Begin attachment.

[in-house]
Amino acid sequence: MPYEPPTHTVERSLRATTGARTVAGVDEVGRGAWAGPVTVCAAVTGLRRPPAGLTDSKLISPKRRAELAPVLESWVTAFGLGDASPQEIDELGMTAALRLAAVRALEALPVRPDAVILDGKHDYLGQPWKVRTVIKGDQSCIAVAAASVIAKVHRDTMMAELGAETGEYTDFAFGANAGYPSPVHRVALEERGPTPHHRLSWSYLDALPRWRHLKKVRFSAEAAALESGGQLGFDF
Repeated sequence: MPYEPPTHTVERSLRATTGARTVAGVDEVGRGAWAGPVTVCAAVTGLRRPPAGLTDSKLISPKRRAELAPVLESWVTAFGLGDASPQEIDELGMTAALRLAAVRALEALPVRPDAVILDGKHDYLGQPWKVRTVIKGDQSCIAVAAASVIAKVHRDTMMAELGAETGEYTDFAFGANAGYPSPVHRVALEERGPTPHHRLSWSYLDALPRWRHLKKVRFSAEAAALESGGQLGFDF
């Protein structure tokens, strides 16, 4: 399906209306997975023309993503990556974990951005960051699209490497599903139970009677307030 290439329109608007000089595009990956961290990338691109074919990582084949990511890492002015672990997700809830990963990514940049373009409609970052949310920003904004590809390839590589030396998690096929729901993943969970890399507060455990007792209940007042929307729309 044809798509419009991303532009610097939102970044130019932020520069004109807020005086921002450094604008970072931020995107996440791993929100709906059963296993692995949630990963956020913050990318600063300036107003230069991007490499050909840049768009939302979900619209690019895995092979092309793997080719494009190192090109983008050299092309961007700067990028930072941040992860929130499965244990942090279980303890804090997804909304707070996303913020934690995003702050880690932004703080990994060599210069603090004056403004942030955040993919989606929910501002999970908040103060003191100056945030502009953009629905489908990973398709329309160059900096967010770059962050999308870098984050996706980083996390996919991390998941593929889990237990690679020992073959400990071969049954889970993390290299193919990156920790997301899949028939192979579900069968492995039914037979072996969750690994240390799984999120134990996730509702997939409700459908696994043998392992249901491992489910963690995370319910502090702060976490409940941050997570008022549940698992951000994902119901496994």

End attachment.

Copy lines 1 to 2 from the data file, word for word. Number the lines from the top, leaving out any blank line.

[in-house]
Amino acid sequence: MPYEPPTHTVERSLRATTGARTVAGVDEVGRGAWAGPVTVCAAVTGLRRPPAGLTDSKLISPKRRAELAPVLESWVTAFGLGDASPQEIDELGMTAALRLAAVRALEALPVRPDAVILDGKHDYLGQPWKVRTVIKGDQSCIAVAAASVIAKVHRDTMMAELGAETGEYTDFAFGANAGYPSPVHRVALEERGPTPHHRLSWSYLDALPRWRHLKKVRFSAEAAALESGGQLGFDF